Scorched-post 2: Quaker connections

The play, at first read, seems violent, almost brutal. At my audition I smiled at Blanka and said, “Ohhhhh, Blanka. This play . . . ” After I was cast, I was worried that in these difficult times, audiences would feel overwhelmed by this play, and that it wouldn’t sell. I referred it to it as “that dark play I’m in.” People are shot on stage, grotesque atrocities described and the second scene contains some angry, R-rated outbursts. What, Friend, is Quakerly in this? A lot actually.

A critique I have leveled on some beloved Friends is a tendency to speak of war and peace in abstractions. It’s true that war is bad and peace is good, but what does that mean? What does war really do to us as a species? And what does making peace feel like, especially in the aftermath of war? Here is the territory of Scorched. The play takes us into the savage wasteland where the beast has dominion and walks us right up in front of his grisly maw. It is not a play for the faint of heart. But the faint of heart should also avoid any honest examination of war, or any faithful attempt to make peace where people have been raping and slaughtering each other. My friend Emily Higgs and her partners in the Alternatives To Violence project showed me that. Emily, a Quaker student from Haverford College, has been to South Africa and Rwanda to do peace and reconciliation work. Though 25 years younger than me, she is my Elder in terms of active Quaker ministry in service to our Peace Testimony.

Quakers have traditionally eschewed theory in favor of what is. The testimonies themselves are records of Spiritual truth experienced in the faithful lives of common Friends, as opposed to airy ideas dreamed up by a ministerial class. They are ground-up, not top-down. We are a people who claim to seek the unflinching truth, even if we find it in the jail. Scorched too seeks to tell the truth, but in order to do so it has to take us to some ghastly places: jails, camps, courtrooms. And if that was it, then it would indeed be a dark play, and one I would avoid. But even though I have only just begun rehearsing, I am nevertheless convinced that this is not, ultimately, a dark play. We pass through dark corners on our way to the rising light of hope, which glimmers at the end of Scorched.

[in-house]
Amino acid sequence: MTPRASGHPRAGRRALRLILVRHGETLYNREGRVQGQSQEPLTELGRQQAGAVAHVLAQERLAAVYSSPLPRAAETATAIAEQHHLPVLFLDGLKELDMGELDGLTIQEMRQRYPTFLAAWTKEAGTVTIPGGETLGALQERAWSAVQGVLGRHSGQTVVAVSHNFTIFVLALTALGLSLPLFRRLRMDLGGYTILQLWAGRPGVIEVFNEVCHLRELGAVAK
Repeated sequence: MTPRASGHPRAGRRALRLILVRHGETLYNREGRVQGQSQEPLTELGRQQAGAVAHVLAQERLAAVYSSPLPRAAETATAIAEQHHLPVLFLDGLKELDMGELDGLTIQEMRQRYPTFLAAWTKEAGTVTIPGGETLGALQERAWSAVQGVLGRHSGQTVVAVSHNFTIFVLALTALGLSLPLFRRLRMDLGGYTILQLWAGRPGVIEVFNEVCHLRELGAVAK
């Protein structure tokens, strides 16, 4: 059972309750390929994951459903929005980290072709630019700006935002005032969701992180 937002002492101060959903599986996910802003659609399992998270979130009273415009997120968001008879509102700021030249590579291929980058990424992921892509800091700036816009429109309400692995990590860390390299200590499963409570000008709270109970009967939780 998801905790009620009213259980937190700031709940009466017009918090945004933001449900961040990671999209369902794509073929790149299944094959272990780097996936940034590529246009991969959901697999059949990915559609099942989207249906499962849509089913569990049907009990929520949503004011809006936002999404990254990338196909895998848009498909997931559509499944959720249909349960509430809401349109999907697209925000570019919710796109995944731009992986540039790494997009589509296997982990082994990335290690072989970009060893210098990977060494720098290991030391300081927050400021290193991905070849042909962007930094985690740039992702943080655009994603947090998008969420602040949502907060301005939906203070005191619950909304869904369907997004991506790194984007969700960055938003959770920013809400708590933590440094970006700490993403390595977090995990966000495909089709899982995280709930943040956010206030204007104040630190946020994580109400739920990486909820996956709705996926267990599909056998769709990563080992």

But what Scorched really wants to do is show us how we get to these miserable places, what really happens to us there, and how we can get out. Even more importantly, Scorched points out that the goal is not to land in the savage wasteland in the first place. Our task is to learn to live in such a way that we prevent violence before it begins; to “live in the virtue of that light and power that takes away the occasion of all wars.” It ends with an extraordinary invitation, delivered by a victim of atrocity, to choose the light over the dark. The play shows a series of very personal choices which have enormous implications. In this, it shows us how we live in the choices we make, and the world isn’t random. It is the sum of those choices.

In this, the play deeply supports the Peace Testimony, which in my experience is most useful as template for how to treat the person right in front of me. In this, we are living close to Jesus. Wars don’t “happen”. People treat each other violently: first one on one, then in small groups and then, ultimately on a large scale and in organized brutality.

Our testimony of Simplicity is seen in the beautifully open and unadorned set design: a great wooden platform which seems to hover, gently raked, over the black stage. Above, three great wooden panels made of the same light colored pine frame the back, left and right sides, a good ten to twelve feet off the stage. These panels seem to hold us, and the whole thing suggests a modern concert hall, or post-modern boxing ring. It also says: no hiding, no artifice. The play will be about Wajdi’s words and our acting of them. I felt a curious mix of inspiration and terror as I gazed at the model for the first time last Friday.

We have been huddled around the table, even now, into our first full week. Blanka sits, pencil in hand, helping us find “the operatives”: the central words, images, ideas in what our characters are saying. I find her cool, focused presence comforting. She is so patient, exact, gentle. She reminds me again of one the great gifts of great directors: the ability to be at the center of everything we’re doing without dominating. It’s all so not about her – and at the same time flowing from her. Or from Wajdi, through her, through us and then finally, to you. Anyway . . . more later.

Scorched-post 2: Quaker connections Wednesday, January 28, 2009